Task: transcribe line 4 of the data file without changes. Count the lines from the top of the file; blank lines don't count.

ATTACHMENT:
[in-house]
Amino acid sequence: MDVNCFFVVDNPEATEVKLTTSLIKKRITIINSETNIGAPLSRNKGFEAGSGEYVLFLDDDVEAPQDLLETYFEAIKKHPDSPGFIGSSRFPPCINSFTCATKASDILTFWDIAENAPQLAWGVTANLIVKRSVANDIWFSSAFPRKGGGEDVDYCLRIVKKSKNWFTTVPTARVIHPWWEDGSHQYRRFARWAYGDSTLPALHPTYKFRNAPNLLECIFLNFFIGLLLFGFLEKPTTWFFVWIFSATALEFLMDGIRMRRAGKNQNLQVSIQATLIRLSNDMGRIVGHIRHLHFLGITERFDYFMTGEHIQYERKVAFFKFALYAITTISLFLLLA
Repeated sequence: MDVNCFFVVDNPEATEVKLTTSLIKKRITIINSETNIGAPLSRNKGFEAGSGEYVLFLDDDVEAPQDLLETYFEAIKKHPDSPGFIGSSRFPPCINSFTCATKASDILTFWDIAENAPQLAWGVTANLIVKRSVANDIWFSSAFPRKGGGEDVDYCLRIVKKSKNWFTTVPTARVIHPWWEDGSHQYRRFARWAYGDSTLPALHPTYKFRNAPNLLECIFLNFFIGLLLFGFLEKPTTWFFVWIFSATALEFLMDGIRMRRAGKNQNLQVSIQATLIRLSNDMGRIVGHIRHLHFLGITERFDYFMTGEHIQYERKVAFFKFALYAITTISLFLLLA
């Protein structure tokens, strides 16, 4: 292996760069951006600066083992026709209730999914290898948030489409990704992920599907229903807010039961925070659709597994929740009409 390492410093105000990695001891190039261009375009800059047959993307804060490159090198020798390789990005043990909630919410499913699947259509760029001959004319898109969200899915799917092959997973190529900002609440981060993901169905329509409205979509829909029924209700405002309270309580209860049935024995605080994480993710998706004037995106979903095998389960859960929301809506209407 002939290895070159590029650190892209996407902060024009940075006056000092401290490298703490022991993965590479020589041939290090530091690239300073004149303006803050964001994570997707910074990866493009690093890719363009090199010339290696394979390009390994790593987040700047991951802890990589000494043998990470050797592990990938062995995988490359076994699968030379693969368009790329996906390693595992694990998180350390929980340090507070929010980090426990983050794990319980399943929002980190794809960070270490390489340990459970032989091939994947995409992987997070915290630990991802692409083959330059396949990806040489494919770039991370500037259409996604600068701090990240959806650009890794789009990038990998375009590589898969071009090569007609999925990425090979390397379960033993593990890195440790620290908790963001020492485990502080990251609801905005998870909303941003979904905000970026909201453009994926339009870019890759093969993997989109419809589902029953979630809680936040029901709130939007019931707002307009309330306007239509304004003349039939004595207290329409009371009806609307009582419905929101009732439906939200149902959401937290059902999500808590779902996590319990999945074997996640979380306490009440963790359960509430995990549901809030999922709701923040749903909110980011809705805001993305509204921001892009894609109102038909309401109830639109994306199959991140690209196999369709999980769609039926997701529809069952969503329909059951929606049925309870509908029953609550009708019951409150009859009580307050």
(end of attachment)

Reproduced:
């Protein structure tokens, strides 16, 4: 292996760069951006600066083992026709209730999914290898948030489409990704992920599907229903807010039961925070659709597994929740009409 390492410093105000990695001891190039261009375009800059047959993307804060490159090198020798390789990005043990909630919410499913699947259509760029001959004319898109969200899915799917092959997973190529900002609440981060993901169905329509409205979509829909029924209700405002309270309580209860049935024995605080994480993710998706004037995106979903095998389960859960929301809506209407 002939290895070159590029650190892209996407902060024009940075006056000092401290490298703490022991993965590479020589041939290090530091690239300073004149303006803050964001994570997707910074990866493009690093890719363009090199010339290696394979390009390994790593987040700047991951802890990589000494043998990470050797592990990938062995995988490359076994699968030379693969368009790329996906390693595992694990998180350390929980340090507070929010980090426990983050794990319980399943929002980190794809960070270490390489340990459970032989091939994947995409992987997070915290630990991802692409083959330059396949990806040489494919770039991370500037259409996604600068701090990240959806650009890794789009990038990998375009590589898969071009090569007609999925990425090979390397379960033993593990890195440790620290908790963001020492485990502080990251609801905005998870909303941003979904905000970026909201453009994926339009870019890759093969993997989109419809589902029953979630809680936040029901709130939007019931707002307009309330306007239509304004003349039939004595207290329409009371009806609307009582419905929101009732439906939200149902959401937290059902999500808590779902996590319990999945074997996640979380306490009440963790359960509430995990549901809030999922709701923040749903909110980011809705805001993305509204921001892009894609109102038909309401109830639109994306199959991140690209196999369709999980769609039926997701529809069952969503329909059951929606049925309870509908029953609550009708019951409150009859009580307050």